I have read most of the books in this series, so it's plain that I generally enjoy them. Thomas and Charlotte Pitt, along with the others who regularly appear in these stories, are well-developed and plausible characters. By this time, they have become much like old friends and this familiarity adds to their appeal. Perry also does a good job of engaging the interest of the reader by providing mysteries that are intriguing from the start. Also, though I'm not an expert on Victorian London, she seems to do a good job of re-creating that milieu.
On the other hand, Perry sometimes makes it plain who the murderer is in her stories by giving you one clearly dysfunctional character. Sometimes, too, her stories virtually turn into morality plays. She will take up some social evil of the period, make it part of her plot, and dwell on it. Finally, Perry has a tendency to end her stories very abruptly, leaving loose ends dangling and making you feeling like you've just stepped off a cliff.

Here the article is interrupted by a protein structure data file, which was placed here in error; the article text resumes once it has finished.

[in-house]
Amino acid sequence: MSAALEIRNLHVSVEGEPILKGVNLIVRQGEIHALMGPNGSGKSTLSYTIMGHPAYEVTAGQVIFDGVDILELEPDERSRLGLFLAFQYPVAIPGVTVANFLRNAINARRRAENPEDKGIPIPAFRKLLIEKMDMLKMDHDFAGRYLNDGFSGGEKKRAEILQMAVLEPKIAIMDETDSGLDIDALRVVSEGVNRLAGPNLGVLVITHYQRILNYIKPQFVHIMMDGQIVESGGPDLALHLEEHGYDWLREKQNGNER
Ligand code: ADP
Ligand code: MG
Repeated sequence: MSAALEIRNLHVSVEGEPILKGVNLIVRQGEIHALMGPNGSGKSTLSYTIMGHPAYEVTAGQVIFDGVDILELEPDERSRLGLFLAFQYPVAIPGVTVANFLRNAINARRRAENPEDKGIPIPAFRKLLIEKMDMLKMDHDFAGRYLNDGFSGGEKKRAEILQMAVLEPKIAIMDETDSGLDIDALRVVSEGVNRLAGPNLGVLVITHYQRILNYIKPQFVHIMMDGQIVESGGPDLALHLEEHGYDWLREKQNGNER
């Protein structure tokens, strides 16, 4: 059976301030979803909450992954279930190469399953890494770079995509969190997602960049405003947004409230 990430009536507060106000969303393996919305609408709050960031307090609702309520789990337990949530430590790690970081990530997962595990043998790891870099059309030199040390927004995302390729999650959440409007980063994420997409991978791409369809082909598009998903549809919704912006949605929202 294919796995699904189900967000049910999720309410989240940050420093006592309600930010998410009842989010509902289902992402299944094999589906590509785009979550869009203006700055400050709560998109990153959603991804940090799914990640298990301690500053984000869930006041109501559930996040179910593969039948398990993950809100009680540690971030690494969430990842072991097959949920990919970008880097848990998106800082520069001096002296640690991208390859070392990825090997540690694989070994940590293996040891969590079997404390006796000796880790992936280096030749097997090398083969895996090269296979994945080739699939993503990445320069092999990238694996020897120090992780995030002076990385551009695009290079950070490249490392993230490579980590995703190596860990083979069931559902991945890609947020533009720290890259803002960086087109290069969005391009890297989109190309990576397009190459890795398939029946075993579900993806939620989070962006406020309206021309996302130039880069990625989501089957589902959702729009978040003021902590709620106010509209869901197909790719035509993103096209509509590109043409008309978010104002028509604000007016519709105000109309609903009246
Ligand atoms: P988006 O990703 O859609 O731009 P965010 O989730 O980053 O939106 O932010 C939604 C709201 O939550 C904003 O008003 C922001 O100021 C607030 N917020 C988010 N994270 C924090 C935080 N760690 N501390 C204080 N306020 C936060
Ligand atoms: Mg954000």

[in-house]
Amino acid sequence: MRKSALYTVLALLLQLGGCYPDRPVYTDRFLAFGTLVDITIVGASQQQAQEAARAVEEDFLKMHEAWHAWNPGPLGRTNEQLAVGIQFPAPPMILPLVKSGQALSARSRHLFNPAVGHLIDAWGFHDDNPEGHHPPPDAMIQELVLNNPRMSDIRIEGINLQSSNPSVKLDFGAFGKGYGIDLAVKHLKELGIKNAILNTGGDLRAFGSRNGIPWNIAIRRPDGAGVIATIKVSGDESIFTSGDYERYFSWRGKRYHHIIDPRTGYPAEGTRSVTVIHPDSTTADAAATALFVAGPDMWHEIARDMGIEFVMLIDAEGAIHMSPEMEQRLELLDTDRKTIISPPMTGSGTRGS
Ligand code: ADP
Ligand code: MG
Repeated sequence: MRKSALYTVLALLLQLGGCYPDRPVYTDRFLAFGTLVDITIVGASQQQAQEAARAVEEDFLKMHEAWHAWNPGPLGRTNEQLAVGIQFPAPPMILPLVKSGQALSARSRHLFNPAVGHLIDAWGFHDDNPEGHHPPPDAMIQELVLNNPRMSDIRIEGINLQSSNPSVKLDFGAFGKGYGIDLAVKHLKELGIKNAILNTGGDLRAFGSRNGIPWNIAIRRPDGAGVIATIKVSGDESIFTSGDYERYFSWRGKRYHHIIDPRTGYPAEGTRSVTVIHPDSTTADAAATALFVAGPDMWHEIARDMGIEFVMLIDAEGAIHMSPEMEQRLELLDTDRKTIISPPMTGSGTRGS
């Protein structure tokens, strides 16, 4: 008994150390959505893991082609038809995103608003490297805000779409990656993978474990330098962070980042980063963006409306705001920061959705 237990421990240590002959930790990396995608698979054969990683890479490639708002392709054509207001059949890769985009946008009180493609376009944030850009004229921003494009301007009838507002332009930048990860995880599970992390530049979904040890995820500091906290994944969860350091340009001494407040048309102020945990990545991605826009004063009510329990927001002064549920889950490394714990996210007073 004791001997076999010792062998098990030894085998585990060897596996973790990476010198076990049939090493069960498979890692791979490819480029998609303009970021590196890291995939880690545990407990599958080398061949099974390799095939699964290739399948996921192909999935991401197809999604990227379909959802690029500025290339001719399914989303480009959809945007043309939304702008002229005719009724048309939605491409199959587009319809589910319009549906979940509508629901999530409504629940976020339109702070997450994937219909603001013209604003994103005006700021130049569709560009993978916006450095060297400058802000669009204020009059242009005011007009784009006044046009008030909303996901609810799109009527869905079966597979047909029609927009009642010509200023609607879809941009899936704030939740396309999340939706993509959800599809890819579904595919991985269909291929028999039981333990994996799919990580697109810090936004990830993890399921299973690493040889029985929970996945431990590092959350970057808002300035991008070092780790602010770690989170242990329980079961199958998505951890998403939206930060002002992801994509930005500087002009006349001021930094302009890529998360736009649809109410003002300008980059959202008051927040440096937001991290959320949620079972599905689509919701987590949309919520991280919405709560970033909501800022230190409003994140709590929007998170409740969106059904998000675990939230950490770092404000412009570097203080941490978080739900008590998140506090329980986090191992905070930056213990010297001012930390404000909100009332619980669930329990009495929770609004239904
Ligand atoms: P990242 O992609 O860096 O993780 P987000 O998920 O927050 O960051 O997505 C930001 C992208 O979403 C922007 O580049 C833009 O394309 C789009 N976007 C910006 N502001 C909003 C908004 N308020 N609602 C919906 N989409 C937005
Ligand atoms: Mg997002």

This particular installment has all the usual strengths. Charlotte and Emily work to solve the case and save Thomas from a dire fate. The unsolved death of Robert York three years earlier gets Pitt started. The case is re-opened because York's widow is soon to marry a Foreign Office official. York was also with the Foreign Office at the time of his death and some secret papers disappeared at that time, so any possibility of scandal or espionage must be put to rest. During the course of the story, the reader gets a close look at the evils of nineteenth century English prisons, but not more so than fits the story. The mystery deepens as more deaths compicate matters. Perry keeps the reader guessing right up to the end in this one. While the end comes rather abruptly, there aren't too many loose ends in this one, so the reader isn't left hanging so much as in some of Perry's other stories.